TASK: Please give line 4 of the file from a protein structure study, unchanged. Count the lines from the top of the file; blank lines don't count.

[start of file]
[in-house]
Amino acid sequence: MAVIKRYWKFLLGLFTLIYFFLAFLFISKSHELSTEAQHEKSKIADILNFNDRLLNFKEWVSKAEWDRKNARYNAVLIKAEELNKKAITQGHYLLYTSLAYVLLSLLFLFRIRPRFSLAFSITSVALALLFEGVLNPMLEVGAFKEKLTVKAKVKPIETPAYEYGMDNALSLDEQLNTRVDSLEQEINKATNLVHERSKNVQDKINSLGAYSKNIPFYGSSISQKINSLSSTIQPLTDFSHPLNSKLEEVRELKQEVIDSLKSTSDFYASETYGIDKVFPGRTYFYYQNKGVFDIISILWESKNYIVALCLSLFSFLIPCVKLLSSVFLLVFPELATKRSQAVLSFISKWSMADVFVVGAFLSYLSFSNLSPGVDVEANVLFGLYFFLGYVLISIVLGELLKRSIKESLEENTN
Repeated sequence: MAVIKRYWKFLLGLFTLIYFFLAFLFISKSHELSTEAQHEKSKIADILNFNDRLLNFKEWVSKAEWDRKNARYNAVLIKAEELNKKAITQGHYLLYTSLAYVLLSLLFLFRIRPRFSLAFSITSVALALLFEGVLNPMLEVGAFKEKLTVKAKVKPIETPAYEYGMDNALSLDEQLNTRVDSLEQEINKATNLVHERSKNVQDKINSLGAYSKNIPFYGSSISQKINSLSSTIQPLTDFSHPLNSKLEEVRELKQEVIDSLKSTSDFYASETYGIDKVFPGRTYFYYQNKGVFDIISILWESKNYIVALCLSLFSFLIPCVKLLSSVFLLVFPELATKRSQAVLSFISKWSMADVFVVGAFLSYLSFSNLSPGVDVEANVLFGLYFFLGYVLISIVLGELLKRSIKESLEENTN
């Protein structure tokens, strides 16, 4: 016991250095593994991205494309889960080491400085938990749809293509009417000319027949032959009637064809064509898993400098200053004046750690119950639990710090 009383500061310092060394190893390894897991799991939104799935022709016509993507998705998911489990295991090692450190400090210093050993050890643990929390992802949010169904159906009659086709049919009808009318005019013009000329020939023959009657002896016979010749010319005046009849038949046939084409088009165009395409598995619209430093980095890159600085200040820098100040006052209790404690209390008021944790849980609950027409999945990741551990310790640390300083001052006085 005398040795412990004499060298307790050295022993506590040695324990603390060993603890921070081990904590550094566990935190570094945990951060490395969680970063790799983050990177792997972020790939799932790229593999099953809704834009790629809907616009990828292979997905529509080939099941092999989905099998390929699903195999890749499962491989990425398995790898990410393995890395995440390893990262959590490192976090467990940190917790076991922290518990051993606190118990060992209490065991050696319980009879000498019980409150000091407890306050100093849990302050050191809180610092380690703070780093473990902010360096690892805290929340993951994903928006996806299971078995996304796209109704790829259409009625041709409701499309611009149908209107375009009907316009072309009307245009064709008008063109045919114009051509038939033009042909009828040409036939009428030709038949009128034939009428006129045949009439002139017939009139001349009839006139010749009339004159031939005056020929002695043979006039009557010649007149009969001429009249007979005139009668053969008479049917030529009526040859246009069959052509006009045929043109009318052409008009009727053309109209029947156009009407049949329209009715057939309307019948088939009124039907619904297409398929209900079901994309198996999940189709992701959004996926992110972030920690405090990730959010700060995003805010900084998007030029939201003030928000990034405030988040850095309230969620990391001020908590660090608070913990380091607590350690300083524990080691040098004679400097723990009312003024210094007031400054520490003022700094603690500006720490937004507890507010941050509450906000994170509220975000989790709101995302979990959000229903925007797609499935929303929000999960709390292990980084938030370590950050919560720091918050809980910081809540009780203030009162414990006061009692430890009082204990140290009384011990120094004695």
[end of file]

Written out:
């Protein structure tokens, strides 16, 4: 016991250095593994991205494309889960080491400085938990749809293509009417000319027949032959009637064809064509898993400098200053004046750690119950639990710090 009383500061310092060394190893390894897991799991939104799935022709016509993507998705998911489990295991090692450190400090210093050993050890643990929390992802949010169904159906009659086709049919009808009318005019013009000329020939023959009657002896016979010749010319005046009849038949046939084409088009165009395409598995619209430093980095890159600085200040820098100040006052209790404690209390008021944790849980609950027409999945990741551990310790640390300083001052006085 005398040795412990004499060298307790050295022993506590040695324990603390060993603890921070081990904590550094566990935190570094945990951060490395969680970063790799983050990177792997972020790939799932790229593999099953809704834009790629809907616009990828292979997905529509080939099941092999989905099998390929699903195999890749499962491989990425398995790898990410393995890395995440390893990262959590490192976090467990940190917790076991922290518990051993606190118990060992209490065991050696319980009879000498019980409150000091407890306050100093849990302050050191809180610092380690703070780093473990902010360096690892805290929340993951994903928006996806299971078995996304796209109704790829259409009625041709409701499309611009149908209107375009009907316009072309009307245009064709008008063109045919114009051509038939033009042909009828040409036939009428030709038949009128034939009428006129045949009439002139017939009139001349009839006139010749009339004159031939005056020929002695043979006039009557010649007149009969001429009249007979005139009668053969008479049917030529009526040859246009069959052509006009045929043109009318052409008009009727053309109209029947156009009407049949329209009715057939309307019948088939009124039907619904297409398929209900079901994309198996999940189709992701959004996926992110972030920690405090990730959010700060995003805010900084998007030029939201003030928000990034405030988040850095309230969620990391001020908590660090608070913990380091607590350690300083524990080691040098004679400097723990009312003024210094007031400054520490003022700094603690500006720490937004507890507010941050509450906000994170509220975000989790709101995302979990959000229903925007797609499935929303929000999960709390292990980084938030370590950050919560720091918050809980910081809540009780203030009162414990006061009692430890009082204990140290009384011990120094004695």